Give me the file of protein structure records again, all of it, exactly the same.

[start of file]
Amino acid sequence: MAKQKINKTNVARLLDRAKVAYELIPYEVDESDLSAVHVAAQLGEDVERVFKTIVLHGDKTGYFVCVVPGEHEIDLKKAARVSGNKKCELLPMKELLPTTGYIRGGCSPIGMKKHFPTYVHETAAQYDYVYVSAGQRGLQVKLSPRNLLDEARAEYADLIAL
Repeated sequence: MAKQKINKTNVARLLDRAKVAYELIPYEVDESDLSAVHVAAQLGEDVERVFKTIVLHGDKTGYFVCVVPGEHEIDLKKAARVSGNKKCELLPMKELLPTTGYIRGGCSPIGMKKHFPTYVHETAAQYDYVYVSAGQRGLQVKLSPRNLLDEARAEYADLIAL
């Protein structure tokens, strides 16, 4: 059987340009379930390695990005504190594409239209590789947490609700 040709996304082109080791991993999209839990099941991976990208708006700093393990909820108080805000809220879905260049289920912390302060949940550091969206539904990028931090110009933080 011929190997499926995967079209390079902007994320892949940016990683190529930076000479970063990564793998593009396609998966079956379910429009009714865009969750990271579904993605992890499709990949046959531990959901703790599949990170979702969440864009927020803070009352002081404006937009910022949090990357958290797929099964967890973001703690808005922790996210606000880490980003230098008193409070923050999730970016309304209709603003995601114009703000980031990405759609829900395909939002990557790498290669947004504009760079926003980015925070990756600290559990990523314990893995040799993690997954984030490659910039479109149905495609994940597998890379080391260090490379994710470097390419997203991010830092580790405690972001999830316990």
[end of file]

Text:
Amino acid sequence: MAKQKINKTNVARLLDRAKVAYELIPYEVDESDLSAVHVAAQLGEDVERVFKTIVLHGDKTGYFVCVVPGEHEIDLKKAARVSGNKKCELLPMKELLPTTGYIRGGCSPIGMKKHFPTYVHETAAQYDYVYVSAGQRGLQVKLSPRNLLDEARAEYADLIAL
Repeated sequence: MAKQKINKTNVARLLDRAKVAYELIPYEVDESDLSAVHVAAQLGEDVERVFKTIVLHGDKTGYFVCVVPGEHEIDLKKAARVSGNKKCELLPMKELLPTTGYIRGGCSPIGMKKHFPTYVHETAAQYDYVYVSAGQRGLQVKLSPRNLLDEARAEYADLIAL
């Protein structure tokens, strides 16, 4: 059987340009379930390695990005504190594409239209590789947490609700 040709996304082109080791991993999209839990099941991976990208708006700093393990909820108080805000809220879905260049289920912390302060949940550091969206539904990028931090110009933080 011929190997499926995967079209390079902007994320892949940016990683190529930076000479970063990564793998593009396609998966079956379910429009009714865009969750990271579904993605992890499709990949046959531990959901703790599949990170979702969440864009927020803070009352002081404006937009910022949090990357958290797929099964967890973001703690808005922790996210606000880490980003230098008193409070923050999730970016309304209709603003995601114009703000980031990405759609829900395909939002990557790498290669947004504009760079926003980015925070990756600290559990990523314990893995040799993690997954984030490659910039479109149905495609994940597998890379080391260090490379994710470097390419997203991010830092580790405690972001999830316990």